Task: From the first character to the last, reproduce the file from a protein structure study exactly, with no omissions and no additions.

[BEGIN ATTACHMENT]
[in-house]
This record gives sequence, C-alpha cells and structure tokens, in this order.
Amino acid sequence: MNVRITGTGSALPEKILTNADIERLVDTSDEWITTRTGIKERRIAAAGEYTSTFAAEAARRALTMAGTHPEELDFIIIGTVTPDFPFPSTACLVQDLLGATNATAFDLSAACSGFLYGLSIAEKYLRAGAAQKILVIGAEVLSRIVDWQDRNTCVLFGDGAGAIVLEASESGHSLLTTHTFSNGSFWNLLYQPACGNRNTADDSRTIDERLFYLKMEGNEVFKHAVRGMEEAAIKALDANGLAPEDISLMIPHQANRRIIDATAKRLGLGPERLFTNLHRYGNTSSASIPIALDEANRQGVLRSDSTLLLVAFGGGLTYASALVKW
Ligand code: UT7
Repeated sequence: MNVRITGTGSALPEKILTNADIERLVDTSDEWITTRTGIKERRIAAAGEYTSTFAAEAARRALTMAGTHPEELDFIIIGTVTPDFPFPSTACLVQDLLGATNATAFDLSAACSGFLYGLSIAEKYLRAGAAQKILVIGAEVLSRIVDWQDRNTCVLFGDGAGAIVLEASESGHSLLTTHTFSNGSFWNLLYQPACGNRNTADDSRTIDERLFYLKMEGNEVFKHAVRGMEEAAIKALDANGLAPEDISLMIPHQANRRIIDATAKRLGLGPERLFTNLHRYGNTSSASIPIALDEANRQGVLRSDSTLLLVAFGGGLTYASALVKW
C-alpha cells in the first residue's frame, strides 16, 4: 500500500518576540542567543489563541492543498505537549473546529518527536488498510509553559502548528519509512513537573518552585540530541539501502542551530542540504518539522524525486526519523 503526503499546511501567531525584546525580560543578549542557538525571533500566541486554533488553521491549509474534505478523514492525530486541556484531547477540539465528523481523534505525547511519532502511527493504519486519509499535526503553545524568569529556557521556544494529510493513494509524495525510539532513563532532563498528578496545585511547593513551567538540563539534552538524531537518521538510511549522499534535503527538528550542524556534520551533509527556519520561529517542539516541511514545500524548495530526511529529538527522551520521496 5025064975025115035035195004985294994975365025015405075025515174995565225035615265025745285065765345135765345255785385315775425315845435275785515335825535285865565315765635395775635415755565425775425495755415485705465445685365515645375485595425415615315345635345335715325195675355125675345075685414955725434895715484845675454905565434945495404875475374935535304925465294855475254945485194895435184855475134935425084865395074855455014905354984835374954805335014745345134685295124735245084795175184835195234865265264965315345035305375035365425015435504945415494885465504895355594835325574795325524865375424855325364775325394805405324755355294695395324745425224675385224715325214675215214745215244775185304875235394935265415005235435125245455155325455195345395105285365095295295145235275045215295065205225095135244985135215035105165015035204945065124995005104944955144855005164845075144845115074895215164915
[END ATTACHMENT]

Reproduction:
[in-house]
This record gives sequence, C-alpha cells and structure tokens, in this order.
Amino acid sequence: MNVRITGTGSALPEKILTNADIERLVDTSDEWITTRTGIKERRIAAAGEYTSTFAAEAARRALTMAGTHPEELDFIIIGTVTPDFPFPSTACLVQDLLGATNATAFDLSAACSGFLYGLSIAEKYLRAGAAQKILVIGAEVLSRIVDWQDRNTCVLFGDGAGAIVLEASESGHSLLTTHTFSNGSFWNLLYQPACGNRNTADDSRTIDERLFYLKMEGNEVFKHAVRGMEEAAIKALDANGLAPEDISLMIPHQANRRIIDATAKRLGLGPERLFTNLHRYGNTSSASIPIALDEANRQGVLRSDSTLLLVAFGGGLTYASALVKW
Ligand code: UT7
Repeated sequence: MNVRITGTGSALPEKILTNADIERLVDTSDEWITTRTGIKERRIAAAGEYTSTFAAEAARRALTMAGTHPEELDFIIIGTVTPDFPFPSTACLVQDLLGATNATAFDLSAACSGFLYGLSIAEKYLRAGAAQKILVIGAEVLSRIVDWQDRNTCVLFGDGAGAIVLEASESGHSLLTTHTFSNGSFWNLLYQPACGNRNTADDSRTIDERLFYLKMEGNEVFKHAVRGMEEAAIKALDANGLAPEDISLMIPHQANRRIIDATAKRLGLGPERLFTNLHRYGNTSSASIPIALDEANRQGVLRSDSTLLLVAFGGGLTYASALVKW
C-alpha cells in the first residue's frame, strides 16, 4: 500500500518576540542567543489563541492543498505537549473546529518527536488498510509553559502548528519509512513537573518552585540530541539501502542551530542540504518539522524525486526519523 503526503499546511501567531525584546525580560543578549542557538525571533500566541486554533488553521491549509474534505478523514492525530486541556484531547477540539465528523481523534505525547511519532502511527493504519486519509499535526503553545524568569529556557521556544494529510493513494509524495525510539532513563532532563498528578496545585511547593513551567538540563539534552538524531537518521538510511549522499534535503527538528550542524556534520551533509527556519520561529517542539516541511514545500524548495530526511529529538527522551520521496 5025064975025115035035195004985294994975365025015405075025515174995565225035615265025745285065765345135765345255785385315775425315845435275785515335825535285865565315765635395775635415755565425775425495755415485705465445685365515645375485595425415615315345635345335715325195675355125675345075685414955725434895715484845675454905565434945495404875475374935535304925465294855475254945485194895435184855475134935425084865395074855455014905354984835374954805335014745345134685295124735245084795175184835195234865265264965315345035305375035365425015435504945415494885465504895355594835325574795325524865375424855325364775325394805405324755355294695395324745425224675385224715325214675215214745215244775185304875235394935265415005235435125245455155325455195345395105285365095295295145235275045215295065205225095135244985135215035105165015035204945065124995005104944955144855005164845075144845115074895215164915